Jun-se tells Eun-sung that he’s considering running a cruise ship restaurant.
(How coincidental, right? Our writer goes to extraordinary lengths this episode to make sure all four leads end up on the East Sea outing. Wait a minute. All FOUR? That’s right. Although the other three do not know it yet, by hook or by every devious means one desperate witchling is going to gatecrash their party, you can be sure of it.)
The cruise ship is at the East Sea area, the same one where Eun-sung is going… with Hwan. I’ll see you there, Jun-se says, trying to look cheerful even though he isn’t. Hwan and Eun-sung driving up together? Hmm, no good. No good at all.
While Eun-sung is meeting Jun-se and Hye-ri, Hwan has gone home, ready to be scolded by Grandma. He’s not allowed to sleep overnight outside.
But surprisingly Grandma does not press him to tell her where he spent the night. (I suspect she knows. What do you think?) He tells her he drank until he passed out, and she leaves it at that. Go Eun-sung told me to buy those wildflowers, he adds, trying to change the subject.
What follows is the most open conversation yet between grandmother and grandson. He asks why Eun-sung is allowed back at the second branch. Is it because she can be trusted? I can’t even trust my own family, Grandma replies. Then what made you trust her enough to want to give her the inheritance in the first place?
Because she has compassion. Anyone can display sympathy, but the one with compassion does not forsake one who is needy. During that one week when she took care of me, she had little but she gave me what she had. She gave, not from her abundance, but from her hunger. I knew her for just that brief period, but you have spent much more time together. What does your instinct tell you? Can you trust her? That is something you must ponder carefully.
I love this scene. Possibly my third favorite in this episode? It’s just so meaningful and revealing.
I love how Grandma explains the difference between sympathy and compassion. This is the first time, since she met Eun-sung, that we understand why she made that shocking decision to give her inheritance to a person she had known for just one week. I love how Hwan listens to her, absorbing everything she says. I truly believe that her words are instrumental in dispelling the last of Hwan’s doubts about Eun-sung. If you love the final scene in this episode (and I’m getting to it, trust me!), thank Grandma for making it possible.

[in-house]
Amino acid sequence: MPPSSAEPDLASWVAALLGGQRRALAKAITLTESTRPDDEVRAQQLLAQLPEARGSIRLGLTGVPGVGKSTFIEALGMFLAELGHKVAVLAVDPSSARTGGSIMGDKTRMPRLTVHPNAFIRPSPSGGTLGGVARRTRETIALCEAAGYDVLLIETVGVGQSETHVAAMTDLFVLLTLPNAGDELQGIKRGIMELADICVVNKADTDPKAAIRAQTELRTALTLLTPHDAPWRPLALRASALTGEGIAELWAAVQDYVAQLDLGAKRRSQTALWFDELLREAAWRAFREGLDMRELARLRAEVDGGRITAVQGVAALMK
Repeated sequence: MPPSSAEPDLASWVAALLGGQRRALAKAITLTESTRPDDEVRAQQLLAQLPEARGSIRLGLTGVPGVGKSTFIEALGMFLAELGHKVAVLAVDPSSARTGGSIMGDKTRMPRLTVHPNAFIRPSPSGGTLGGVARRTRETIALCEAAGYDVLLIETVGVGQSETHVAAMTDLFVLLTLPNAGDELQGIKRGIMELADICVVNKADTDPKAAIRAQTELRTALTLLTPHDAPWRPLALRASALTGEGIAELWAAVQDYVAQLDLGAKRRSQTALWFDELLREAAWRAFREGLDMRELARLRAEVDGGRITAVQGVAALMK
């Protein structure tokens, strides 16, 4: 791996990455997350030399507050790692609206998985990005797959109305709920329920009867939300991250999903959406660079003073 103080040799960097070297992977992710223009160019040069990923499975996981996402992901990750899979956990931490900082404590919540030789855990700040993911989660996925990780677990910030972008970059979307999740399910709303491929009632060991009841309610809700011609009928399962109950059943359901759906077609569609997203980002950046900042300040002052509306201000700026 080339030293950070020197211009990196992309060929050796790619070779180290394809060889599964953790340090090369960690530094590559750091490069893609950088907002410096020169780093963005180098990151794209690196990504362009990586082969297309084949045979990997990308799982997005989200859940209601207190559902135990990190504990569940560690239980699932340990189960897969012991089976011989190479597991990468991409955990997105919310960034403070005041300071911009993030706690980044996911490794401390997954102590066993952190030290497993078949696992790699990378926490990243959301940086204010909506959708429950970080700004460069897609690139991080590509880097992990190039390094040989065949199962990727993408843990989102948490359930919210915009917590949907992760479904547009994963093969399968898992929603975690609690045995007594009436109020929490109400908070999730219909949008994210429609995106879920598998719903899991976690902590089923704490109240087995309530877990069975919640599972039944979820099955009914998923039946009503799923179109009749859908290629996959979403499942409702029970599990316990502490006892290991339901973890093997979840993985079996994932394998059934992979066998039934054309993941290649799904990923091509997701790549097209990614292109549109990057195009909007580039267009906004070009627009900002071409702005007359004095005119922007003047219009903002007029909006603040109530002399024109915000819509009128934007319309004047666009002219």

The next day, Hwan surprises his mom and sister by coming downstairs with a travel bag.
Like a double-edged sword, his mom swoons over how he really looks like a man now, because there’s nothing like hard work to make a guy all manly. (Thus implying that in his lazy bum days, Hwan was less than a man. Haha.) He reminds her of her late husband, bless his soul. How Min-suk had toiled for his family!
Jung then proceeds to spoil Hwan’s mood by mentioning how manly Jun-se is. (In this episode, the words “Jun-se” to Hwan is the equivalent of a red flag to a mad bull.) Mom asks where Hwan is staying for the night and shrieks when she learns Eun-sung is going with Hwan. (Told you I love this family.)
Over at Eun-sung’s house, Hye-ri is praying for God to protect her friend from the devil’s snare. Is Hwan a devil? Eun-sung asks, laughing. Hye-ri retorts: How can a mother watch her child playing by the water’s edge and not be afraid? (Hye-ri is such an awesome friend. If the Eun-sung cloning fails, she’ll be a good match for Mr. Perfect.)
And so the trip to the East Sea coast begins.
Hwan and Eun-sung are in good spirits, although he pretends to be grouchy just to get her attention. (He’s such a kid at times, isn’t he?) She incurs his wrath when they stop for lunch and she asks him to eat by himself while she buys finger food.
As Eun-sung is happily eating her dukbokki in the car, Hwan grows moodier and moodier. How can she eat alone? Is she trying to starve him to death? (Hehe, Hwannie can be such a drama queen, too.)
You want this fried squid?
Nope, squids smell.
You want walnut cookies?
Nah, too much sugar. Give me the dukbokki.
Here, take it.
How can I drive and eat dukbokki at the same time? You want me to get into an accident? Are you going to be responsible for my life? Feed me the dukbokki.